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Urban Luthier

Mixing just the right colour

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There have been various discussions about colour mixing in different threads but I don't recall seeing a dedicated thread on this topic.

 

For me, I'm not able to get the colour I'd like from my madder lakes alone and I've been experimenting with mixing (very) small amounts of bone/ivory black or sap green. 

 

I've made two types of matter lake -- hot steam extraction seems to drive the colour more to the alizarine side, while cold extraction left for a month or so produces a mellower brick-red colour -- The former is more transparent, but way to loud to use on its own -- the later is a nicer colour but is less transparent.

 

Personally I'm after a natural looking colour more on the warmer red brown side 

 

So how do you approach the challenge of getting just the right colour?

 

Chris

 

three pigments below show hot madder extraction, cold madder extraction and just for fun buckthorn berries

post-45462-0-77586000-1379952098_thumb.jpg

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First you should define: what is the "right" color?

There is no 'right' answer to that question. There are many variations of violin color, even if you limit yourself to the classical period.

Oded

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I generally aim to use the basic rule that every time you mix another colour/pigment it cuts transparency dramatically…so for me the ideal is a varnish that has a base colour that can be enhanced to my desired hue with the addition of just a single pigment (if required).

Madder is the easiest, most transparent and lightfast pigment I have experience with, so I tend to tweak the mix of my basic varnish using differently cooked resins so with the addition of my madder only I achieve the colour I want.

neil

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make sense Neil -- 

 

my challenge is the varnish i've made is a rather pale straw link colour -- too pale on its own

 

mixing certainly does reduce transparency  -- i'm also shocked to see how even the smallest amount of another colour can quickly muddy things. A single drop of bone black into a table spoon and a half of madder tinted varnish is more than enough tint things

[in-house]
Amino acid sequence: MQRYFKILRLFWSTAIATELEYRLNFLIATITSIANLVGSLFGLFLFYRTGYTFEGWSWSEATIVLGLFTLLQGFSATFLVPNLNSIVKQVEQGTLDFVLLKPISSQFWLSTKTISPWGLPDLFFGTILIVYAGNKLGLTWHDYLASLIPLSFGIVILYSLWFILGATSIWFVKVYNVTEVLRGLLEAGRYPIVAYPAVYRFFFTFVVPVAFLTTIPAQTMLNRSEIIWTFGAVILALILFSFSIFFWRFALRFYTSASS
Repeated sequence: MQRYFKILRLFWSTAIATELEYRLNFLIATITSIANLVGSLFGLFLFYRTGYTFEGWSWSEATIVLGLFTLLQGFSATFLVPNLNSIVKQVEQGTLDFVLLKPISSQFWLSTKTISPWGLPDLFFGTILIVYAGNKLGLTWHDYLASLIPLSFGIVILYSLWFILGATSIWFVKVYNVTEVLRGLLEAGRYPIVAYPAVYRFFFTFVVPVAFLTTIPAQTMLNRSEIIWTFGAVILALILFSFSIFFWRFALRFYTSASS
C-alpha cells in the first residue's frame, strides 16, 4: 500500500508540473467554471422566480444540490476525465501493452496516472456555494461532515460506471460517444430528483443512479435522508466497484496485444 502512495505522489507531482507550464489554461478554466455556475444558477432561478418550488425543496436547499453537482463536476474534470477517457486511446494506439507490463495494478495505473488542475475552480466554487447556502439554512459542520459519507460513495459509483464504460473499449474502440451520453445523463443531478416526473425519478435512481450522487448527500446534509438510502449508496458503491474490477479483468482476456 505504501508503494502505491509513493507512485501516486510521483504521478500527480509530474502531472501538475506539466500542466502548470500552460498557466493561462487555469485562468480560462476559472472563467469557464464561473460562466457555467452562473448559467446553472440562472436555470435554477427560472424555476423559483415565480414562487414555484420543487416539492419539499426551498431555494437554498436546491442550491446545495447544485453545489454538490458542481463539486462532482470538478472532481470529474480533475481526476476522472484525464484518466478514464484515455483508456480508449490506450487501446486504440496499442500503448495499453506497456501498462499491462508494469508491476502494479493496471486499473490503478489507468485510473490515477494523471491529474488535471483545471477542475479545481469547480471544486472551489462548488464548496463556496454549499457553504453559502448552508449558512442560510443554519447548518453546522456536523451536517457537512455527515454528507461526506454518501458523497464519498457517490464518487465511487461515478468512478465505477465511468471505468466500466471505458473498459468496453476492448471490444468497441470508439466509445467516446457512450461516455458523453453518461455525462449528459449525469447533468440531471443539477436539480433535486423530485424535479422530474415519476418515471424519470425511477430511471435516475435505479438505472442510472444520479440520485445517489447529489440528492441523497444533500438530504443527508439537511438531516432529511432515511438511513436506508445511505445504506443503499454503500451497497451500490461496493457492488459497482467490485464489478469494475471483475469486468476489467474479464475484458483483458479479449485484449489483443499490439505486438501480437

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I've made two types of matter lake -- hot steam extraction seems to drive the colour more to the alizarine side, while cold extraction left for a month or so produces a mellower brick-red colour -- The former is more transparent, but way to loud to use on its own -- the later is a nicer colour but is less transparent.

 

If you dont mind me asking, what do you mean with "hot steam extraction"? Is that another way to make the madder lakes other than the one mentioned on the David Rubio website?

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basically what Neil (above) does -- i think he calls it the espresso method -- there is a nice photo essay on his Facebook page. My point is that when i do this i seem to get a brighter more intense alizarine colour as a opposed to the warmer (one may say muddier) colour i get with the cold extraction. 

 

i'm interested in what folks use to mix with their madder lakes to get the just the right colour they are after. I've been working wiht bone black and van dyke brown

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The question was meant more as a conversation starter on how members mix the colours in a way that right for them. I noted above,  I'm personally looking at a warm red brown colour 

 

UL,

Assuming you are using a premixed - dry or tube - pigment, you are double dipping on the black.  Most Van Dyke browns are a red iron oxide + some form of carbon black.  Try adding your madder pigment until the color seems right...but not quite deep enough....then add a very small amount of bone black to deepen the tone. 

on we go,

Joe

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On Joe’s recommendation to add purple, I tried some Thio violet over my usual “orange” and was very pleased with the result, especially on the spruce, which is where it’s hard to get a realistic "red with brown patina.”  It’s also much more transparent than the earths and oxides.  I didn’t like the look of alizarin.

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Thanks!

 

Joe -- makes sense -- in my case i wasn't clear I use either bone black or van dyke brown -- never both together -- I find it remarkable how little you need.

 

Joe / Addie -- interesting idea idea on the violet over the orange. Never thought of that -- my natural inclination would be to try a prussian blue -- but this is kind of advice i'm looking for -- sometimes practice is more important than theory! 

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Blue didn’t do it for me, and bone black can give you a greenish color... good for “Anthro-patina” (skin contact grime), but not for the whole violin.

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